Inspired by Louis Riel’s legacy of fighting for Métis rights and recognition, progress on that continued fight and the recent progress towards self-government by the Métis Nation of Ontario (MNO) was shared at ceremonies in Toronto this Louis Riel Day.
On Nov. 16, 133 years after Louis Riel was hanged, MNO leadership, representatives from the government of the MNO (PCMNO), citizens and members of the public gathered for two flag raisings in Ontario’s capital. The flag was raised first at Toronto City Hall and later in front of Queen’s Park.
“While it’s a very sad day, it’s also a very hopeful day,” stated MNO President Margaret Froh in her remarks inside Toronto City Hall. “We are growing stronger and stronger and stronger.”
Guests at the Queen’s Park event included Deputy Speaker of the Legislative Assembly of Ontario Minister of Provincial Parliament (MPP) Rick Nicholls, MPP Sol Mamakwa, Ontario Minister of Indigenous Affairs and Minister of Energy, Northern Development and Mines MPP Greg Rickford, Minister of Crown-Indigenous Relations Dr. Carolyn Bennett and MPP Kathleen Wynne.
Click here to watch the Louis Riel Day provincial ceremony.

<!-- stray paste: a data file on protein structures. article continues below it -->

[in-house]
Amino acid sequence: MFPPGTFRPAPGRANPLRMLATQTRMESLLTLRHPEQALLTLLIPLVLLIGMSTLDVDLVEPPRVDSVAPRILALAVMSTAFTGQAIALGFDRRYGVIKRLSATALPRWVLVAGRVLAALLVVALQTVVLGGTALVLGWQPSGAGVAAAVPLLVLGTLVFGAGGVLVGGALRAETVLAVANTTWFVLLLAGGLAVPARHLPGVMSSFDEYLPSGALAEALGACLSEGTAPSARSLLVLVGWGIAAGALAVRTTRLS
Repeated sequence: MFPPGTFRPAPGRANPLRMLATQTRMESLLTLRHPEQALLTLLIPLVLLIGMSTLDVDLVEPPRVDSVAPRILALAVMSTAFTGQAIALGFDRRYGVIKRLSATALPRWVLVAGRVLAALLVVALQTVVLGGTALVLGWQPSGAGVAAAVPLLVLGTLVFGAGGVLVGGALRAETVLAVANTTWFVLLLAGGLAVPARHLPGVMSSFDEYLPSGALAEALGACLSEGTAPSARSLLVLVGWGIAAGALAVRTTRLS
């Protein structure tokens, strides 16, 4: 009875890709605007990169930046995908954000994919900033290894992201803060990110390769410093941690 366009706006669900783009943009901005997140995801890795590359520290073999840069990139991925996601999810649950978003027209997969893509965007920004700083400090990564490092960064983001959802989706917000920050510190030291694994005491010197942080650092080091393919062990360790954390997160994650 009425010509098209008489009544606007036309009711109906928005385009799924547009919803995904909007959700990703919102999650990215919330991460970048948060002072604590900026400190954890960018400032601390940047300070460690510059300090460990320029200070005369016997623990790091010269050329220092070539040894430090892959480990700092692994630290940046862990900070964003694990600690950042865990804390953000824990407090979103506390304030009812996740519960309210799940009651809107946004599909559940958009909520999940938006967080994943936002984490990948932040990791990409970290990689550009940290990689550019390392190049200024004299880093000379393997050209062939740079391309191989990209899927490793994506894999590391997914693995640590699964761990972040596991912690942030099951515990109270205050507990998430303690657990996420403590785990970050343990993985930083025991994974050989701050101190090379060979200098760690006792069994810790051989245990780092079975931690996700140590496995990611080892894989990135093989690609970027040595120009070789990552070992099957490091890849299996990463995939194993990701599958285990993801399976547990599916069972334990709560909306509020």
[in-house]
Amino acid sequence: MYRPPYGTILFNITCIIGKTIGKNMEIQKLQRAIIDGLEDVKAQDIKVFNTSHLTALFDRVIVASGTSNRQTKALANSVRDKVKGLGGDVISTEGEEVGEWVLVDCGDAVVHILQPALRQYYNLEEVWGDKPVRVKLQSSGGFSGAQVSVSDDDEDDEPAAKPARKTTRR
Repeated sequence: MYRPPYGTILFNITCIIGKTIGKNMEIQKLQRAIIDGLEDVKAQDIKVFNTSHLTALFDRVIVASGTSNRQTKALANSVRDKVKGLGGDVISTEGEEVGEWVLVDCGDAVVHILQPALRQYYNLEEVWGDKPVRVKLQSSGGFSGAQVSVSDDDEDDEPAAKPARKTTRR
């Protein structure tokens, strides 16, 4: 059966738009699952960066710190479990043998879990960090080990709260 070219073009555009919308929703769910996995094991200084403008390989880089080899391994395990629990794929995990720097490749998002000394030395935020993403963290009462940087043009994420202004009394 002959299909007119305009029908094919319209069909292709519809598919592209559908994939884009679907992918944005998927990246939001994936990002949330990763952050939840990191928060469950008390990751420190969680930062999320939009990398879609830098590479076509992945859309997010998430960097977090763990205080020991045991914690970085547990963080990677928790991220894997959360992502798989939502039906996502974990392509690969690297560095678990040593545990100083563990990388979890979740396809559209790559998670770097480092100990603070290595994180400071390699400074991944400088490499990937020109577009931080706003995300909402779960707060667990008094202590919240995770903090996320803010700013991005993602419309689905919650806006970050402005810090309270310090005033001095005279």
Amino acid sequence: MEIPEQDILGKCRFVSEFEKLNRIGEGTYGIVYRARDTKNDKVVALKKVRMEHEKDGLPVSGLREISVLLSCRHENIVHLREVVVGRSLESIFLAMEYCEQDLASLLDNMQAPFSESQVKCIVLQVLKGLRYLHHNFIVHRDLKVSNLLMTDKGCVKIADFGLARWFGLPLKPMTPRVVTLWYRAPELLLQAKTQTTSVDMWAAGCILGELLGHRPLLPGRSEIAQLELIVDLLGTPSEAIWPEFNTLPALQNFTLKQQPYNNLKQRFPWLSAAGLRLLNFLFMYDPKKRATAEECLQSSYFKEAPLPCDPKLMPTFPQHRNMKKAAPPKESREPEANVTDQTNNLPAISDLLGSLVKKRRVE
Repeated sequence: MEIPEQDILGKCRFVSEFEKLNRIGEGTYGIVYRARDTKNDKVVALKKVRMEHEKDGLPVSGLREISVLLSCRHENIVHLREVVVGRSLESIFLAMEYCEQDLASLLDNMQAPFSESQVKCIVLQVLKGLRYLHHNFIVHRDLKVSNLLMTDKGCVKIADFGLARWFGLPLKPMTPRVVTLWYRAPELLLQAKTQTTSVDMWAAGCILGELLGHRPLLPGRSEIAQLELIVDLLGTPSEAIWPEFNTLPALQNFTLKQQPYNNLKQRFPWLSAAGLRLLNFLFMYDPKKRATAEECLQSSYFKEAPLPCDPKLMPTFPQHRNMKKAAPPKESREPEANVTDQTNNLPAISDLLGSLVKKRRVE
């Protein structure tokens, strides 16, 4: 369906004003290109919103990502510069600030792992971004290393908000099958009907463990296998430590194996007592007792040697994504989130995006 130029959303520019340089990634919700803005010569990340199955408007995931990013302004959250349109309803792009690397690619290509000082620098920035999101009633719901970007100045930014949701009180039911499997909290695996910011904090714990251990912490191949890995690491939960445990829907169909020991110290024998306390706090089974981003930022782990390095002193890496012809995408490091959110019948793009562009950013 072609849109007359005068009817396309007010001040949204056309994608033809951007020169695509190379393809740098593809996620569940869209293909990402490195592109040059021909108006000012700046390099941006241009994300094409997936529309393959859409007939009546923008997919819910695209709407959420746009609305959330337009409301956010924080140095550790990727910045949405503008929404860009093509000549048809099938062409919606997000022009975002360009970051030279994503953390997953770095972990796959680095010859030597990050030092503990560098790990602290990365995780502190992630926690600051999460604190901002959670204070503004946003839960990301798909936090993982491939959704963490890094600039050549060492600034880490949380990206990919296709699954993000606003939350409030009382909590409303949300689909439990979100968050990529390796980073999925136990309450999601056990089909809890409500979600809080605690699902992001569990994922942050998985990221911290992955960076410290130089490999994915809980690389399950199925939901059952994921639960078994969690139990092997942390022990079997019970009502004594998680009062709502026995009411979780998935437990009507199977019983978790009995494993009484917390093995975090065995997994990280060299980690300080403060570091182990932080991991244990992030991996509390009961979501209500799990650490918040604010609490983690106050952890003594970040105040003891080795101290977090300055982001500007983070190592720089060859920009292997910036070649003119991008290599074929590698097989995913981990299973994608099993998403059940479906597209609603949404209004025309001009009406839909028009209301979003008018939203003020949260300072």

During the ceremony, remarks were given by MNO Women’s Council Representative Pearl Gabona, President Froh, MNO Toronto and York Region Métis Council President Tera Bealieu and MNO Youth Council Chair Paul Robitaille spoke about Riel and his legacy.
“As a Métis youth, I will continue Riel’s fight to preserve our nationality. I will continue the fight to preserve our identity: not mere mixed-bloods and half-breeds, but a distinct nation with a strong political consciousness,” he said.
“I will continue the fight for self-determination, so that rights-bearing Métis citizens, alone, can decide the future of the Métis Nation. And I will continue the fight for our Métis youth, so that we can all cherish our collective inheritance and preserve our Métis nationality - just as Riel asked of us.”
Following the Queen’s Park ceremony, a reception was held at the Ontario Law Society, which featured a discussion about Métis Identity, Métis rights and Section 35 with panelists MNO citizen and Métis lawyer Jason Madden, great-grandniece of Louis Riel and lawyer Jean Teillet and Associate Professor at Saint Mary’s University Darryl Leroux, whose recent work focuses on self-indigeneity and eastern Métis.
Métis culture was also featured prominently at each of the events, with music provided by MNO citizens Alicia and Liam Blore and jigging demonstrations by Auriele Diotte, Megan Southwell and Kyle Burton.
For more photos of the day’s events, visit the MNO Facebook page.